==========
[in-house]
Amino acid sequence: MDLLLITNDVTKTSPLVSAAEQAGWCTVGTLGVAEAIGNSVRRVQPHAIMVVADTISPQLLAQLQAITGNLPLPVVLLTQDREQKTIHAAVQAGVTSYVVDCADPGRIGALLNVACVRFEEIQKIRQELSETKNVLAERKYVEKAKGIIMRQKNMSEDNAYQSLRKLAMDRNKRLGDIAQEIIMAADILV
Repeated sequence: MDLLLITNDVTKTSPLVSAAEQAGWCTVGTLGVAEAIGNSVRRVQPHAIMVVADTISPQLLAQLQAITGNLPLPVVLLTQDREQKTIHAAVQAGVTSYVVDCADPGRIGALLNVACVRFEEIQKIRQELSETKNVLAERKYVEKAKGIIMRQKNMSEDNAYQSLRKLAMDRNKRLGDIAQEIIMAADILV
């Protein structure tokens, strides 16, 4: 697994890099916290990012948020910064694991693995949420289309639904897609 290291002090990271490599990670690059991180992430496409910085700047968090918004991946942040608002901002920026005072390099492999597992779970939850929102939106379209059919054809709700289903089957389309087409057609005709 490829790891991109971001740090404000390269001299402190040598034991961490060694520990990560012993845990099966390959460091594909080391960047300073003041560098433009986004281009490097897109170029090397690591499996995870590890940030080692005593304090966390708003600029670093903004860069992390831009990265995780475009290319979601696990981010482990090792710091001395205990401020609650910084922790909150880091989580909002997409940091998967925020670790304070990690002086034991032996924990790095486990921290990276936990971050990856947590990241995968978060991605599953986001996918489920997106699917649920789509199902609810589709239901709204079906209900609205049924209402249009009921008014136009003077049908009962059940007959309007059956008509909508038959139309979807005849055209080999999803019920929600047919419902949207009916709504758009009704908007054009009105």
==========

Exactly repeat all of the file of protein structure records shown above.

[in-house]
Amino acid sequence: MDLLLITNDVTKTSPLVSAAEQAGWCTVGTLGVAEAIGNSVRRVQPHAIMVVADTISPQLLAQLQAITGNLPLPVVLLTQDREQKTIHAAVQAGVTSYVVDCADPGRIGALLNVACVRFEEIQKIRQELSETKNVLAERKYVEKAKGIIMRQKNMSEDNAYQSLRKLAMDRNKRLGDIAQEIIMAADILV
Repeated sequence: MDLLLITNDVTKTSPLVSAAEQAGWCTVGTLGVAEAIGNSVRRVQPHAIMVVADTISPQLLAQLQAITGNLPLPVVLLTQDREQKTIHAAVQAGVTSYVVDCADPGRIGALLNVACVRFEEIQKIRQELSETKNVLAERKYVEKAKGIIMRQKNMSEDNAYQSLRKLAMDRNKRLGDIAQEIIMAADILV
């Protein structure tokens, strides 16, 4: 697994890099916290990012948020910064694991693995949420289309639904897609 290291002090990271490599990670690059991180992430496409910085700047968090918004991946942040608002901002920026005072390099492999597992779970939850929102939106379209059919054809709700289903089957389309087409057609005709 490829790891991109971001740090404000390269001299402190040598034991961490060694520990990560012993845990099966390959460091594909080391960047300073003041560098433009986004281009490097897109170029090397690591499996995870590890940030080692005593304090966390708003600029670093903004860069992390831009990265995780475009290319979601696990981010482990090792710091001395205990401020609650910084922790909150880091989580909002997409940091998967925020670790304070990690002086034991032996924990790095486990921290990276936990971050990856947590990241995968978060991605599953986001996918489920997106699917649920789509199902609810589709239901709204079906209900609205049924209402249009009921008014136009003077049908009962059940007959309007059956008509909508038959139309979807005849055209080999999803019920929600047919419902949207009916709504758009009704908007054009009105």